Signature drink Bibi Spritz; a sharp livener of Aperol, Campari, grapefruit juice, Tanqueray gin and ginger ale (cocktails from £7.50).
Hearty dish to line the stomach Cheeseburger with dripping-cooked chips (£14.50).
Expect to hear Music is curated by cult local DJ, The Lovely JonJo, whose soundtrack evolves into pulsing dance-music at night. Brunch sessions include a string quartet playing pop hits.
Quieter space, if you need a breather Try the lobby bar of the hotel itself or book a bedroom, from £129 (acehotel.com).
New Year’s Eve plans Breakfast Can Wait is the hotel’s annual blow out. Expect DJs, dancing and pop-up surprises. The new rooftop club/bar offers awesome views of the London skyline.
Merchant’s Tavern, London
This collaboration between Angela Hartnett and her real-life partner, head chef Neil Borthwick, is the best of both worlds. Housed in a Shoreditch warehouse space – one that’s been given a very handsome Mad Men-style makeover – it comprises a fantastic, cosy bar serving excellent cocktails with DJs playing until midnight and, beyond the glass partition, a quieter restaurant serving very impressive, seasonally driven modern European food.
Neil is all about the sympathetic presentation of impeccable ingredients, and his cooking is precise, unflashy and flavour-focussed. Dishes such as roast quail with remoulade, hazelnut pesto and pan-fried foie gras, or deep-fried oysters with pickled ginger and chilli, crisp shallots and an oyster cream are firm MT favourites, as is Neil’s pork belly with black cabbage, quince jelly and ‘forgotten’ carrots (so-called because they’re marinated in aniseed, ginger and cumin and left to roast for hours).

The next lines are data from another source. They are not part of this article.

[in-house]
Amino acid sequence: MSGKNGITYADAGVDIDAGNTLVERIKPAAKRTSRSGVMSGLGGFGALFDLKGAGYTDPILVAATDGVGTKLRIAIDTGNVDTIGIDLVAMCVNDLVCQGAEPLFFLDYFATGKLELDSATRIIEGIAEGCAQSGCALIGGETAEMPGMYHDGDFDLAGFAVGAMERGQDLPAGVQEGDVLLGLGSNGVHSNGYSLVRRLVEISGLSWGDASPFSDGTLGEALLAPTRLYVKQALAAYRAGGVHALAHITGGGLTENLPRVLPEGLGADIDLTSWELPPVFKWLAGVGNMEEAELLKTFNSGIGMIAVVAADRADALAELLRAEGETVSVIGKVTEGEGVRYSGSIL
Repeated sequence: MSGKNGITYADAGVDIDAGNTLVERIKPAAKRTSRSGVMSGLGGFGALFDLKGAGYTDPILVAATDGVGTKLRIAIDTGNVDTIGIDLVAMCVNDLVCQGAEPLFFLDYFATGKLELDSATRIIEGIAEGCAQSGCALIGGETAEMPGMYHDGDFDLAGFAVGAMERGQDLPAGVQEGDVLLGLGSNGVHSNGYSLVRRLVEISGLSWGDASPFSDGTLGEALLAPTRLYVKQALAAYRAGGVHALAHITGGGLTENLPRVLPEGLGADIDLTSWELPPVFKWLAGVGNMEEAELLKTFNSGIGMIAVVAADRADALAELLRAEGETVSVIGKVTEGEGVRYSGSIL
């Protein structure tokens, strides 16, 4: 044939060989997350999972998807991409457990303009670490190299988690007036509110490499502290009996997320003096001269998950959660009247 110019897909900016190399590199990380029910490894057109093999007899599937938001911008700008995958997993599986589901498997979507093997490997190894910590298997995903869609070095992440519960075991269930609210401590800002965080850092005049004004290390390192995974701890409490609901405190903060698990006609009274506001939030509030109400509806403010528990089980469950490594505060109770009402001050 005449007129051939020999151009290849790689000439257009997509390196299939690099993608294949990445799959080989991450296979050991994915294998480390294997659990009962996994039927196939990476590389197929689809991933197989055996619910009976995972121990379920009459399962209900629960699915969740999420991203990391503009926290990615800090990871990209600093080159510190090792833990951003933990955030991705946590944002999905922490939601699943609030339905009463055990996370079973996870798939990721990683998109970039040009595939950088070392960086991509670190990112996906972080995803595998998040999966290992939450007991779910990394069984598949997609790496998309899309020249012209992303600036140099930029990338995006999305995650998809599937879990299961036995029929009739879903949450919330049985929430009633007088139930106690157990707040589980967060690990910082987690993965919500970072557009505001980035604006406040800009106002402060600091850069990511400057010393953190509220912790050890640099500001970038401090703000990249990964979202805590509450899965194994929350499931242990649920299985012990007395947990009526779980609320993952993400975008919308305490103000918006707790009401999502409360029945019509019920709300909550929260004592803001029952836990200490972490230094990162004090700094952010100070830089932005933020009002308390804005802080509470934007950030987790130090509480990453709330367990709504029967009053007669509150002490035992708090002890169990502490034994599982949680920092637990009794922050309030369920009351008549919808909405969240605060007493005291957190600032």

Over Christmas, larger parties can eat from set menus (from £40) that include goose with all the trimmings or chestnut tagliatelle with mushroom and pecorino. Foodies, meanwhile, will love the Kitchen Counter (five courses, 10 people, £500), where you can chat to the chefs and, later, take home goodie bags that include signed menus and the Tavern’s gorgeous madeleines. They stop serving dinner at 11pm Monday to Friday, and at 9pm on Sundays. (Starters from £7.50, mains from £15; merchantstavern.co.uk)
Signature drink Prescription Redux; Moskovskaya vodka, Pierre Ferand dry Curaçao and fresh lime over homemade lemon sorbet (cocktails from £6.50).